John Polkinghorne, “an English theoretical physicist, theologian, writer and Anglican priest,” has written about this problem in the specific form of the difficulties that physicists and others have in understanding the wavefunction of quantum physics:
The wavefunction is the vehicle of our understanding of the quantum world. Judged by the robust standards of classical physics it may seem a rather wraith-like entity. But it is certainly the object of quantum mechanical discourse and, for all the peculiarity of its collapse, its subtle essence may be the form that reality has to take on the atomic scale and below. Anyone who has had to teach a mathematically based subject will know the difficulties which students encounter in negotiating a new level of abstraction. They have met the idea of a vector as a crude arrow. You now explain to them that it is better thought of as an object with certain transformation properties under rotation. ‘But what is it really?’ they say. You implore them to believe that it is an object with certain transformation properties under rotation. They do not believe you; they think that you are holding back some secret clue that would make it all plain. Time and experience are great educators. A year later the student cannot conceive why he had such difficulty and suspicion about the nature of vectors. Perhaps we are in the midst of a similar, if much longer drawn out, process of education about the nature of quantum mechanical reality. If we are indeed in such a digestive, living-with-it, period, it would explain something which is otherwise puzzling. A great many theoretical physicists would be prepared to express some unease about the conceptual foundations of quantum mechanics — in particular, about Copenhagen orthodoxy — but only a tiny fraction of them ever direct serious attention to such questions. Perhaps the majority are right to submit themselves to a period of subliminal absorption. [The Quantum World, J.C. Polkinghorne, Princeton Science Library, 1989, page 82]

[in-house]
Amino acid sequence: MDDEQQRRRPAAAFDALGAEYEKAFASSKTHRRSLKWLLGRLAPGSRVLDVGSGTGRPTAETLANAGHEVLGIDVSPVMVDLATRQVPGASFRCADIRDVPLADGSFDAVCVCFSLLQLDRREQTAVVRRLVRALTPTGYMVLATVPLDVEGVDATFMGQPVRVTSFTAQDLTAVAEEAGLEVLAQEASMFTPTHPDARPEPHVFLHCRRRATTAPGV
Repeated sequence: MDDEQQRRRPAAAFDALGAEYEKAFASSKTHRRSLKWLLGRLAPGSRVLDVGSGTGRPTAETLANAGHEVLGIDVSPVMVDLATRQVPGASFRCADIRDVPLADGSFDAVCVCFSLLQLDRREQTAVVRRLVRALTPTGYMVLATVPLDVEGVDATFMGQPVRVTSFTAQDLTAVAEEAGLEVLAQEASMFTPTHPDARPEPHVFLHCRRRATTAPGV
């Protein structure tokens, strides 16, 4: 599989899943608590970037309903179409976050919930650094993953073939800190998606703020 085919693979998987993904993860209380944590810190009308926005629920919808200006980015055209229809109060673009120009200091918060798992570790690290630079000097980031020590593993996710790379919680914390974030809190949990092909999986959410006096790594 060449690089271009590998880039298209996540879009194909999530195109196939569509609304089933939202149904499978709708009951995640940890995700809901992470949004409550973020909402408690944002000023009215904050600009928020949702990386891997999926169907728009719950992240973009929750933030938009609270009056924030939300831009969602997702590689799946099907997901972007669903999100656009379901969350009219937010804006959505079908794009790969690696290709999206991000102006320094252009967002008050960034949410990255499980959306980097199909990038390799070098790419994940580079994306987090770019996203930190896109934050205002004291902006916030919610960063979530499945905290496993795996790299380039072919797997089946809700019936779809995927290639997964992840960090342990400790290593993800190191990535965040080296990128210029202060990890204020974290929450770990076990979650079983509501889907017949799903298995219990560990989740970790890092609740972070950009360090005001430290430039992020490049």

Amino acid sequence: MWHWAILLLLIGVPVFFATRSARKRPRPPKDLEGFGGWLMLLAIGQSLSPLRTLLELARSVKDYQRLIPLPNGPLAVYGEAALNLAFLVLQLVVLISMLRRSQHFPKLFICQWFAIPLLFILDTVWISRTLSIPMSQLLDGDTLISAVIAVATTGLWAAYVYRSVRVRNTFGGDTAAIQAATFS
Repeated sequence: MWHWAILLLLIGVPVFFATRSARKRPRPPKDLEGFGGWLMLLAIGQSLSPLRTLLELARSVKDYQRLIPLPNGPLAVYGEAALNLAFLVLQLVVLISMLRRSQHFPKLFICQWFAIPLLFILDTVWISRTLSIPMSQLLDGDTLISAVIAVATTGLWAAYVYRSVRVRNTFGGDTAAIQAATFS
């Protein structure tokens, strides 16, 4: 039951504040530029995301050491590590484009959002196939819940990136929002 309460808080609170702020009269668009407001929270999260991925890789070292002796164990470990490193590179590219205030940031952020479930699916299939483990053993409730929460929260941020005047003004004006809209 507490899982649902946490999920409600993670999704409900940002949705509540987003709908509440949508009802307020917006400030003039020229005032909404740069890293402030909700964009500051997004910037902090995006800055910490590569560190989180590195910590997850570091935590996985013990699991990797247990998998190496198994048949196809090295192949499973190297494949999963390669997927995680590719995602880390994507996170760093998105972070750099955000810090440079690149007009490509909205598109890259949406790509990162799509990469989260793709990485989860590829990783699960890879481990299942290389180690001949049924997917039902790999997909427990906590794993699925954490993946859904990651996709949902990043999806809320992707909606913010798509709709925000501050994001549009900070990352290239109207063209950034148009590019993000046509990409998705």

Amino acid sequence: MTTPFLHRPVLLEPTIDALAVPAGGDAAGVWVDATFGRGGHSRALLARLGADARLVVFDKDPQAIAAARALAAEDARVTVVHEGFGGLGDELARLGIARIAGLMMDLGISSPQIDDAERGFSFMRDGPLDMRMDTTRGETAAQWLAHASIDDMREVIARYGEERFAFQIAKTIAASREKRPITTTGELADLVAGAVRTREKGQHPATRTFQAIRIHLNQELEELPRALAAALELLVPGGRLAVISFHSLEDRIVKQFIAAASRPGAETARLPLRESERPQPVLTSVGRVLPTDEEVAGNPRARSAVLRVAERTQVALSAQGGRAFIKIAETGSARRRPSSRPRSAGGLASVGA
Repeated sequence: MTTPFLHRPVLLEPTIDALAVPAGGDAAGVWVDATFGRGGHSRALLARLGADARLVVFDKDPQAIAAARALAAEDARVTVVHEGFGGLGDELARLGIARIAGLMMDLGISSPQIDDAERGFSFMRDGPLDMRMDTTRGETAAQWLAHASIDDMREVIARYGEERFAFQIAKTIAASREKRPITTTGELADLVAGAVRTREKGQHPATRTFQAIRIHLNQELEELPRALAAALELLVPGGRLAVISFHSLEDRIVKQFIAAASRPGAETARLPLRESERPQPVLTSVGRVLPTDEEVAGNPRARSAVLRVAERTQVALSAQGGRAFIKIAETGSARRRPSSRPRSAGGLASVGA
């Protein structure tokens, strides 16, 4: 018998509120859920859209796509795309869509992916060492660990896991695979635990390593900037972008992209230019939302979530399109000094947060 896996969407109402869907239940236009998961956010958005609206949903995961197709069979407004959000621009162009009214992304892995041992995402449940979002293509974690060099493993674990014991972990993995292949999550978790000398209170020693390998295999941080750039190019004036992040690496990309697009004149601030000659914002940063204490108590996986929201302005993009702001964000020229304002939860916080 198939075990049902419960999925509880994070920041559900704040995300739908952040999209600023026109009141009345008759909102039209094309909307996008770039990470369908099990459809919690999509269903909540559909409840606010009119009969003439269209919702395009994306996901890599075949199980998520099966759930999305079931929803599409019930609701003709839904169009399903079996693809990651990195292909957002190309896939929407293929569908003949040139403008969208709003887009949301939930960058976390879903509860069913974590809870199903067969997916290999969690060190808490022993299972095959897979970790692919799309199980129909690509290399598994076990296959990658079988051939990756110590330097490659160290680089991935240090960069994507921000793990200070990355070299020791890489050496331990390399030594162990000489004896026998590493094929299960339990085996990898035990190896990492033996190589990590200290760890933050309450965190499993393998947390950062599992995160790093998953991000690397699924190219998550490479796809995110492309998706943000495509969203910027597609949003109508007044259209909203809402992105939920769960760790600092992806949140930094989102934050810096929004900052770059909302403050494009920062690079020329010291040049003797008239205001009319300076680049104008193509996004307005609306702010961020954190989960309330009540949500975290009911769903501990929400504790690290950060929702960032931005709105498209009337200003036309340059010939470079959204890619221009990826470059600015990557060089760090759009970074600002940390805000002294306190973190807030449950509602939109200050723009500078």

Freeman Dyson is an important figure in various fields of physics and mathematics, including quantum physics—as can be seen in the history section of the article, Quantum electrodynamics. He’s also famous for being able to think outside of the mainstream on matters such as climate change. Let me move on to philosophy and theology by way a quote from Dyson:
The reason why new concepts in any branch of science are hard to grasp is always the same; contemporary scientists try to picture the new concept in terms of ideas which existed before.
~Freeman Dyson [From Pat Ballew’s website for the day of 2017/12/15: Pat’s Blog.]